The Firefighter's Appeal (Harlequin Superromance)

Reliving the past…or letting it go?

Lily Ashden is finally ready to have fun again. It’s been a year since she survived a deadly house fire, and she wants to celebrate being alive. Enter Garrett Mateo—gorgeous, funny and extremely capable of arousing her flirtatious side. He would be perfect…if only he wasn’t a firefighter. After what happened to her, she refuses to consider him.

Too bad Garrett is suddenly everywhere, tempting her to look beyond his job. His charm proves irresistible, and Lily lets herself fall…until she learns his devastating secret. Now she must decide if her future happiness depends on giving him another chance….

“What are you doing?”

Lily’s palms flattened against his chest. Garrett felt his skin heat under her touch. She’d been the last woman to touch him, that night in the gazebo, and his body remembered the sensation of her hands now. His fingers crept into her soft, smooth hair.

“Thinking about kissing you.”

“Just thinking about it?” The admission in that statement cost her; he could tell by the way her shoulders stiffened and her neck went tight. So there was heat under the ice. It was foolish to act on this attraction between them, but right now there was no listening to sense.

Garrett cupped the back of her head in his palm. “Should I be thinking about it?” He tipped his head just right, moved in until her sweet breath touched his lips. “Or acting on it?”

Dear Reader,

As a career emergency medical technician of fourteen years, who is also married to a firefighter, I can tell you that I’ve had some scary moments on the job. Day after day of helping people through some of their worst life moments gets pretty stressful, and in a way, can make you very afraid of the world around you. In fact, a couple years ago, I reached my tipping point and started to become unusually anxious and afraid of everyday things, like driving to the grocery store, or catching a horrible disease. I was afraid of letting my children out of my sight, because I was so certain that something bad was going to happen.

This type of fear-related stress is not uncommon for emergency workers and firefighters. Hence, in
The Firefighter’s Appeal,
our hero, Garrett
,
is dealing with the very real fear of something bad happening to those he loves.

Luckily, with a bit of rest, relaxation and time away from the job, this problem can be overcome, and for most of us, it is. It’s always good to remember the good things in life to balance out the scary parts. The best cure of all? The love of friends and family to pull you through.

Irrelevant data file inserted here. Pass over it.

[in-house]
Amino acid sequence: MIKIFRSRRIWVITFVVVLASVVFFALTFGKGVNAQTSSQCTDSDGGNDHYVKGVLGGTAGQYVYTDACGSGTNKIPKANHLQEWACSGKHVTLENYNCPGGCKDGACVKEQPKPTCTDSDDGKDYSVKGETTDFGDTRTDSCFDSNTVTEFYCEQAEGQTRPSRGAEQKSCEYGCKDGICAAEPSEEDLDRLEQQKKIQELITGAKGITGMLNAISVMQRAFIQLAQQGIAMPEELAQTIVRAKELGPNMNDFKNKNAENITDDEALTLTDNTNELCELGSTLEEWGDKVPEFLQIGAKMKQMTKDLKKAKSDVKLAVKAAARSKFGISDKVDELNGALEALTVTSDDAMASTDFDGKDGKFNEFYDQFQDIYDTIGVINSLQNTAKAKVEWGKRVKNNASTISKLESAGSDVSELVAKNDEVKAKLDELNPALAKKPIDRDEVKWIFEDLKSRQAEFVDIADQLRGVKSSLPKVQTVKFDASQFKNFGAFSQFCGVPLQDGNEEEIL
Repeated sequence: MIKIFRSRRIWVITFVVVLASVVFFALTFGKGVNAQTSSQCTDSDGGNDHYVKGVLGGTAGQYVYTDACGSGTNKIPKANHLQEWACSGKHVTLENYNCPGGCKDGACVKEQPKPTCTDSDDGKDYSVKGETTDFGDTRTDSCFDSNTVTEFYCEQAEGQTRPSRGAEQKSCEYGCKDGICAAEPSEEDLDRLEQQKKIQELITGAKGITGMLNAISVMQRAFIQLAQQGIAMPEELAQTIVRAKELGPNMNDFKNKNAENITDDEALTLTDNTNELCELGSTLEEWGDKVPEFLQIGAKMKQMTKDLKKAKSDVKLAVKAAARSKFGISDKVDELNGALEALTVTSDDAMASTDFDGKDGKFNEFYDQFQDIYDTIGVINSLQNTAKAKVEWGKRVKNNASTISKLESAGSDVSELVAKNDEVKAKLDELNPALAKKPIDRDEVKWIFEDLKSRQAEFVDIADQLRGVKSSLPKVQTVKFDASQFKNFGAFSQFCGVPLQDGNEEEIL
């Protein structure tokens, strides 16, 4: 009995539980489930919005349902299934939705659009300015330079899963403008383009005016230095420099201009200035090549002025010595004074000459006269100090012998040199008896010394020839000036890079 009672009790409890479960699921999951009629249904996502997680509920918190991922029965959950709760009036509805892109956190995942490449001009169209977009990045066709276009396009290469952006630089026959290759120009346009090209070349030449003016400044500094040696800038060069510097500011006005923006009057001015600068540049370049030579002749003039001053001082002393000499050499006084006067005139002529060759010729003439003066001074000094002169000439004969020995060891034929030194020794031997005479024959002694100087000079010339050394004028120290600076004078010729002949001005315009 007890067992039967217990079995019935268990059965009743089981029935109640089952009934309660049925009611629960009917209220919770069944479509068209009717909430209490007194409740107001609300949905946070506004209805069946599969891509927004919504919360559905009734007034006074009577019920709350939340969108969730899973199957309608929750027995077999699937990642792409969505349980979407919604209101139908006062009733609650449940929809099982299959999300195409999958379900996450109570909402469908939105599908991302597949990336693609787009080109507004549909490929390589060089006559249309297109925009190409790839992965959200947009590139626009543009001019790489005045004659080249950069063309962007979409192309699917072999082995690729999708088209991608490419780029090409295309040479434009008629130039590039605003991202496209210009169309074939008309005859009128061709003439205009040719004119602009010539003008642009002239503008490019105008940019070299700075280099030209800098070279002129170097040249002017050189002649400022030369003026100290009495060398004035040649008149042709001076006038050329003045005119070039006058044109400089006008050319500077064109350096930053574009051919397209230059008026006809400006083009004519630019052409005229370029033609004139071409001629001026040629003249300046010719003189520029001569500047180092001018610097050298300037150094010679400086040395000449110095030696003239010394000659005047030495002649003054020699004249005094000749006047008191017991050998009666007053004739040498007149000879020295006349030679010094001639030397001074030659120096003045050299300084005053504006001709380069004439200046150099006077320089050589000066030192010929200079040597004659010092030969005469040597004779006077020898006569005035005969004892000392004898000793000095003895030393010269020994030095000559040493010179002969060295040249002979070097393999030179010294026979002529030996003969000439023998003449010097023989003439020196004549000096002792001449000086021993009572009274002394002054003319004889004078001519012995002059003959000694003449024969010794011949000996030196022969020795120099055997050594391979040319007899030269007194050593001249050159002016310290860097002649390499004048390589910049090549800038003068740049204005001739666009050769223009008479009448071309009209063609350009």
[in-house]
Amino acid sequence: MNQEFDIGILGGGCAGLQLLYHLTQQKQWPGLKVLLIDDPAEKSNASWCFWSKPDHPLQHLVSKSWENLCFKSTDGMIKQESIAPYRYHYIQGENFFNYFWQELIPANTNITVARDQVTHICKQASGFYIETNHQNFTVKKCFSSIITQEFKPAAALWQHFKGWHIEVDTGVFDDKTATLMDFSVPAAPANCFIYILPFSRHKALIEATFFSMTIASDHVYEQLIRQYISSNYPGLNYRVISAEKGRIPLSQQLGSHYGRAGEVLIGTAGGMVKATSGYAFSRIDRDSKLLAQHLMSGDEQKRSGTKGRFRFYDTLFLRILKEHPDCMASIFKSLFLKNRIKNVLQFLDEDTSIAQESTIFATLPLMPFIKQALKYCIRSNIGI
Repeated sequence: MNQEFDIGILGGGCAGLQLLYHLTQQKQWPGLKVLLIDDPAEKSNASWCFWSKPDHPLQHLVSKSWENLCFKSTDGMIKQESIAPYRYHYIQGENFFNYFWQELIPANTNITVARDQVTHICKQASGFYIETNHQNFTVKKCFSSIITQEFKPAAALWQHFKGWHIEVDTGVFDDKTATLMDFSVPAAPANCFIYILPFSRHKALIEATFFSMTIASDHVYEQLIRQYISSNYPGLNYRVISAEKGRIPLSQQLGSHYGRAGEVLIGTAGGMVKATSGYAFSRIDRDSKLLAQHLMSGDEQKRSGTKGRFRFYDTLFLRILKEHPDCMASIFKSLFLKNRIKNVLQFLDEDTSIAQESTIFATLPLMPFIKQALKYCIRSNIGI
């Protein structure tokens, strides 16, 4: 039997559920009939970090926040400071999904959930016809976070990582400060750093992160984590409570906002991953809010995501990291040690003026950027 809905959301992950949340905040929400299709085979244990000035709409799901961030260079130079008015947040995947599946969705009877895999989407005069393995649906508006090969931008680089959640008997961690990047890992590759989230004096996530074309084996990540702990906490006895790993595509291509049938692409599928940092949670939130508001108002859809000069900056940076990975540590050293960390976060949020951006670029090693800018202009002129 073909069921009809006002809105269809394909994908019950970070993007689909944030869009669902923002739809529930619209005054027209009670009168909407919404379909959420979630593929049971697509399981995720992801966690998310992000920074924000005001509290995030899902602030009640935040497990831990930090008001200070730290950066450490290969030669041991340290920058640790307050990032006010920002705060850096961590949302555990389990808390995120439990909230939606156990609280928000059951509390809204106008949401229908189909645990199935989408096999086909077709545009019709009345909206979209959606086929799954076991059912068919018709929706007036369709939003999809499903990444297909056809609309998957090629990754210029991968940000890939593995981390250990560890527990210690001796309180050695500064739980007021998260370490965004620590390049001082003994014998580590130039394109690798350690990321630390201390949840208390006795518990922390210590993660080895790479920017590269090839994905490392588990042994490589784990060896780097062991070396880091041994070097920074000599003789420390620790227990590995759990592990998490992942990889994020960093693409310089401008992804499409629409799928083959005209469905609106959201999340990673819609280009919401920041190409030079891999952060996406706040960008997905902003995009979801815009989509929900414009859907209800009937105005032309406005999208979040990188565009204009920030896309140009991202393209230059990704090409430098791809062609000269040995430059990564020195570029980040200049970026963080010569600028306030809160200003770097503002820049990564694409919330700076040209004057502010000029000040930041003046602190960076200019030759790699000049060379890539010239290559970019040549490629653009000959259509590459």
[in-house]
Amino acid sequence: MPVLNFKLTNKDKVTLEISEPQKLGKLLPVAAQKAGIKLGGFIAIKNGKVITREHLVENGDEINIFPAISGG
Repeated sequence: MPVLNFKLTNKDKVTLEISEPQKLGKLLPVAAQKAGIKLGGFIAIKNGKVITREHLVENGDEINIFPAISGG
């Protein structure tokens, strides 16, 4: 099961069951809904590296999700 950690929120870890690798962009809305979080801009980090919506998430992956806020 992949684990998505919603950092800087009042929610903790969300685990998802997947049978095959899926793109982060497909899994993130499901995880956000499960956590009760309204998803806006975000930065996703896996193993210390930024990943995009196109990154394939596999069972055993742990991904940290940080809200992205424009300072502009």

I hope you enjoy
The Firefighter’s Appeal
.

Elizabeth Otto

ELIZABETH
OTTO

The Firefighter’s Appeal

ABOUT THE AUTHOR

Elizabeth Otto grew up in a Wisconsin town the size of a postage stamp where riding your horse to the grocery store and skinny-dipping after school were perfectly acceptable. No surprise that she writes about small communities and country boys. She’s the author of paranormal and hot, emotional, contemporary romance, and has no guilt over frequently making her readers cry. When not writing, she works full-time as an emergency medical technician for a rural ambulance service. Elizabeth lives with her very own country boy and their three children in, shockingly, a small Midwestern town.

To those who run in when everyone else runs out.

To my critique partners and besties who never let me give up and cheer me every step of the way. And to my real life firefighter for the inspiration, and looking good in turnouts.

CHAPTER ONE

“H
OW
DID
YOU
talk me into wearing this?” Lily Ashden pulled at the itchy straps that held her coconut bra in place. Combined with the grass skirt she wore over khaki shorts and the plastic lei around her neck, she was about as novelty Hawaiian as a girl could get. The outfit was considerably skimpier than Lily was accustomed to, and she still wasn’t sure how her friend Macy had conned her into it.

Macy snorted. “Please. It matches your tattoo, so stop complaining.” Macy leaned over the table, grabbed Lily’s right hand and dumped bingo chips into it. “Just put your chip on B 14 and stick your coconuts out. How else do you expect to get men to buy us drinks?”

Lily rolled her eyes with a grin and willed away some of the tension in her shoulders. She’d been a little off since stepping foot in the bar a couple of hours ago. The Throwing Aces was the hottest sports bar in the bustling town of Danbury, Kansas, and though she’d never been in there before, Lily had heard it drew a huge crowd on any given evening. Tonight the bar was hosting a luau-themed fire department–sponsored fund-raiser and the place was bursting at the seams with no shortage of good-looking men.